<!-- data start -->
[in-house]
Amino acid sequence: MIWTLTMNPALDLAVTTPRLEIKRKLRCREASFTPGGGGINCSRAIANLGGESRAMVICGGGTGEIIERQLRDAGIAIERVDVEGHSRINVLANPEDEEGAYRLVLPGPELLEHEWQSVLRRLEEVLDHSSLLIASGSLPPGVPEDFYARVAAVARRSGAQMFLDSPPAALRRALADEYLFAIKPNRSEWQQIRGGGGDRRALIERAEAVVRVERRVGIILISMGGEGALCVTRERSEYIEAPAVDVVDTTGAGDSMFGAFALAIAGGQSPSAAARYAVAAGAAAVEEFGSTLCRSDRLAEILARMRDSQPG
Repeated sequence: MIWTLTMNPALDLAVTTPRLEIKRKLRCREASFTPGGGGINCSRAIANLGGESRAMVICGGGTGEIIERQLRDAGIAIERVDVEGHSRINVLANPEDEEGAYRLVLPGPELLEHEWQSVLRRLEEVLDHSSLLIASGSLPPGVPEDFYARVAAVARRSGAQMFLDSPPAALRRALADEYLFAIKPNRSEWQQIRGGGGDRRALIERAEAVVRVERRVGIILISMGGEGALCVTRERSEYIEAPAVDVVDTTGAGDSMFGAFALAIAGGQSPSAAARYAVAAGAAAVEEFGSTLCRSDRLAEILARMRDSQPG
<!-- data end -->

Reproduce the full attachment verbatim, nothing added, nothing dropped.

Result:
[in-house]
Amino acid sequence: MIWTLTMNPALDLAVTTPRLEIKRKLRCREASFTPGGGGINCSRAIANLGGESRAMVICGGGTGEIIERQLRDAGIAIERVDVEGHSRINVLANPEDEEGAYRLVLPGPELLEHEWQSVLRRLEEVLDHSSLLIASGSLPPGVPEDFYARVAAVARRSGAQMFLDSPPAALRRALADEYLFAIKPNRSEWQQIRGGGGDRRALIERAEAVVRVERRVGIILISMGGEGALCVTRERSEYIEAPAVDVVDTTGAGDSMFGAFALAIAGGQSPSAAARYAVAAGAAAVEEFGSTLCRSDRLAEILARMRDSQPG
Repeated sequence: MIWTLTMNPALDLAVTTPRLEIKRKLRCREASFTPGGGGINCSRAIANLGGESRAMVICGGGTGEIIERQLRDAGIAIERVDVEGHSRINVLANPEDEEGAYRLVLPGPELLEHEWQSVLRRLEEVLDHSSLLIASGSLPPGVPEDFYARVAAVARRSGAQMFLDSPPAALRRALADEYLFAIKPNRSEWQQIRGGGGDRRALIERAEAVVRVERRVGIILISMGGEGALCVTRERSEYIEAPAVDVVDTTGAGDSMFGAFALAIAGGQSPSAAARYAVAAGAAAVEEFGSTLCRSDRLAEILARMRDSQPG